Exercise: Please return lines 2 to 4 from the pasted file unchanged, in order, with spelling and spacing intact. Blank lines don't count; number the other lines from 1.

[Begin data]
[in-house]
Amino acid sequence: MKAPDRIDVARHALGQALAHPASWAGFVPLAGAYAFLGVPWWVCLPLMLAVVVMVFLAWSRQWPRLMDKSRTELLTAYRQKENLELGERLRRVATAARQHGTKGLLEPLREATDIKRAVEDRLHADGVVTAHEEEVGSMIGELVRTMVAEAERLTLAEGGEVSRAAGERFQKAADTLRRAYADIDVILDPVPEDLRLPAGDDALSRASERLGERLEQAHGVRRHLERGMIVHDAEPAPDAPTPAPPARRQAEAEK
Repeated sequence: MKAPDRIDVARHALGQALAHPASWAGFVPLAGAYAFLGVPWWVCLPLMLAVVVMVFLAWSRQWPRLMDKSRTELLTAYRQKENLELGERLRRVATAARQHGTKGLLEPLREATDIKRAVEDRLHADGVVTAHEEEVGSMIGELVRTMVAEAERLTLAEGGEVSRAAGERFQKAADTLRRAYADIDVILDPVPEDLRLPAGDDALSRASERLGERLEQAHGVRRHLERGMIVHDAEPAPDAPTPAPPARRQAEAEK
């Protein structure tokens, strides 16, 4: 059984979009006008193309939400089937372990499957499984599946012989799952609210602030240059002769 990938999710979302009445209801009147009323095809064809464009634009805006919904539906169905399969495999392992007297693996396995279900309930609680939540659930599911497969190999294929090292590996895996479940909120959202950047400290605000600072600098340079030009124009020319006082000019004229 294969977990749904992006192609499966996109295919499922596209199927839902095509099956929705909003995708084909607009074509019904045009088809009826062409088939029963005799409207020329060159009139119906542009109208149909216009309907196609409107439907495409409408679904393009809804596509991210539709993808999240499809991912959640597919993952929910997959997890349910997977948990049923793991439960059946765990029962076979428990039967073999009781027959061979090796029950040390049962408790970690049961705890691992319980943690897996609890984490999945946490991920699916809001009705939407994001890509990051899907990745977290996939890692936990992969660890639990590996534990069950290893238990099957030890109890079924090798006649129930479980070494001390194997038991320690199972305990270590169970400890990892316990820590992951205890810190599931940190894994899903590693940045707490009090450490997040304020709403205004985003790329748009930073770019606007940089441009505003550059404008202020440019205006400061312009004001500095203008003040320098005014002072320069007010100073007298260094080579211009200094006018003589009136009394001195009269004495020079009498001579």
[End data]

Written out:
Amino acid sequence: MKAPDRIDVARHALGQALAHPASWAGFVPLAGAYAFLGVPWWVCLPLMLAVVVMVFLAWSRQWPRLMDKSRTELLTAYRQKENLELGERLRRVATAARQHGTKGLLEPLREATDIKRAVEDRLHADGVVTAHEEEVGSMIGELVRTMVAEAERLTLAEGGEVSRAAGERFQKAADTLRRAYADIDVILDPVPEDLRLPAGDDALSRASERLGERLEQAHGVRRHLERGMIVHDAEPAPDAPTPAPPARRQAEAEK
Repeated sequence: MKAPDRIDVARHALGQALAHPASWAGFVPLAGAYAFLGVPWWVCLPLMLAVVVMVFLAWSRQWPRLMDKSRTELLTAYRQKENLELGERLRRVATAARQHGTKGLLEPLREATDIKRAVEDRLHADGVVTAHEEEVGSMIGELVRTMVAEAERLTLAEGGEVSRAAGERFQKAADTLRRAYADIDVILDPVPEDLRLPAGDDALSRASERLGERLEQAHGVRRHLERGMIVHDAEPAPDAPTPAPPARRQAEAEK
């Protein structure tokens, strides 16, 4: 059984979009006008193309939400089937372990499957499984599946012989799952609210602030240059002769 990938999710979302009445209801009147009323095809064809464009634009805006919904539906169905399969495999392992007297693996396995279900309930609680939540659930599911497969190999294929090292590996895996479940909120959202950047400290605000600072600098340079030009124009020319006082000019004229 294969977990749904992006192609499966996109295919499922596209199927839902095509099956929705909003995708084909607009074509019904045009088809009826062409088939029963005799409207020329060159009139119906542009109208149909216009309907196609409107439907495409409408679904393009809804596509991210539709993808999240499809991912959640597919993952929910997959997890349910997977948990049923793991439960059946765990029962076979428990039967073999009781027959061979090796029950040390049962408790970690049961705890691992319980943690897996609890984490999945946490991920699916809001009705939407994001890509990051899907990745977290996939890692936990992969660890639990590996534990069950290893238990099957030890109890079924090798006649129930479980070494001390194997038991320690199972305990270590169970400890990892316990820590992951205890810190599931940190894994899903590693940045707490009090450490997040304020709403205004985003790329748009930073770019606007940089441009505003550059404008202020440019205006400061312009004001500095203008003040320098005014002072320069007010100073007298260094080579211009200094006018003589009136009394001195009269004495020079009498001579």